Gerund's Reviews > Spook Country

Spook Country by William Gibson
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Mar 12, 09

Read in September, 2007

In his seminal 1984 novel Neuromancer, Wiliam Gibson created a dystopic future that popularised the term cyberspace and inspired The Matrix. In his latest novel, Gibson again cooks up a brew of science fiction, this time in a more familiar era -- now.

Like his 2003 novel Pattern Recognition, the canvas is the globalised 21st century, and as the title sugests, it is haunted by spooks -- people who lurk on the periphery, from spies to simulacra.

You don't read Gibson for his prose, which tends towards run-of-the-mill pulp, the kind that uses movie stars and brand names as descriptive short cuts. But get past this, and you find yourself in a complex, seething world filled with quirky characters and mind-blowing concepts.

Thrown headlong into the melee is Hollis Henry, the former guitarist with a cult rock band turned intrepid journalist. She has been tasked with covering the "locative art" scene by a mysterious European magazine (that may or may not exist), owned by Hubertus Bigend, the powerful advertising mogul of Pattern Recognition.

In "locative art", artists create virtual sculptures that can only be seen while wearing special headgear, putting cyberspace in actual space and blurring the line between fiction and reality.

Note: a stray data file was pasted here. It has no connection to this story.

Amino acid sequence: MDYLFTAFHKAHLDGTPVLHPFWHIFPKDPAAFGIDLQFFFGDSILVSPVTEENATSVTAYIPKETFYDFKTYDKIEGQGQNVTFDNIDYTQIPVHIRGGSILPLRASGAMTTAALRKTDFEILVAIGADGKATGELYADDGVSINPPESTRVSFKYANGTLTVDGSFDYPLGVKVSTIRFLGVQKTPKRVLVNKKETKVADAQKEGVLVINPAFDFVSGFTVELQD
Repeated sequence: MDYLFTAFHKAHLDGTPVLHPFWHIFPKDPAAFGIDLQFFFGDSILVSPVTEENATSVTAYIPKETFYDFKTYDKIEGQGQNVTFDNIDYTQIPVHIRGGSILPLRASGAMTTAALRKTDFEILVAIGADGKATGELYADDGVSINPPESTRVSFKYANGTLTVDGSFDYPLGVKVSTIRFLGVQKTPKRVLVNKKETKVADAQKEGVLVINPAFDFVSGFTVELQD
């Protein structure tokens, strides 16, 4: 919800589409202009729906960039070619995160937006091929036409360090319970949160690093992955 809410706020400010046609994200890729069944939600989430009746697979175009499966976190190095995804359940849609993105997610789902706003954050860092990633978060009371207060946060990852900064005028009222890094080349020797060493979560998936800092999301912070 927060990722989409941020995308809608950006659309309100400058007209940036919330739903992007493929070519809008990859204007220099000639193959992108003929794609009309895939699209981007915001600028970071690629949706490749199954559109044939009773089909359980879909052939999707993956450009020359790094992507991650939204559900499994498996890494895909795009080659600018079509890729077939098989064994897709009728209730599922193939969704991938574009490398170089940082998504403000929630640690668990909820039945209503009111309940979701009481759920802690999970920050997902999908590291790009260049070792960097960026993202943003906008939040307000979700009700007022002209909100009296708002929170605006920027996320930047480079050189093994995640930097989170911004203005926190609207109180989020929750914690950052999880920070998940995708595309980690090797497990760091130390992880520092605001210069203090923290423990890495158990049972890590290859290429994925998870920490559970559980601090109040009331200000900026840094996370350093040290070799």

Meanwhile, on the other side of the continent, a teenager named Tito from a Cuban-Chinese counterfeiting family is given a series of mysterious missions that basically allows Gibson to write a thriller set in the underbelly of New York City.

Watching him covertly is Brown, an American spy of indeterminate loyalties, and his reluctant (that is, captive) translator Milgrim, a junkie tasked with translating Volapuk, the text-language used by the Russian-speaking family.

These three threads converge over the plot's McGuffin, a large, travelling crate of mysterious origin and contents which all parties are interested in for their own reasons.

What these reasons are, frankly, is irrelevant to the enjoyment of the plot. Instead, let yourself be caught up in the heady otherworld Gibson weaves, where the boundaries between the real and the virtual are routinely crossed.

Or those between life and death, for that matter -- one of the locative art artists, Alberto, specialises in the depictions of dead celebrities, from F. Scott Fitzgerald having a heart attack to River Phoenix collapsed outside the Viper Room.

As the artist says to Hollis, who herself has some idea of the ghost-like nature of celebrity: "The celebrity self has a life of its own. It can, under the right circumstances, indefintely survive the death of its subject. That's what every Elvis sighting is about, literally."

Spook Country reminds us that we are living on the edge. Even as we impatiently look to the future to surprise us, he shows us that that world is already here and all around us -- we're just not looking at it the right way.
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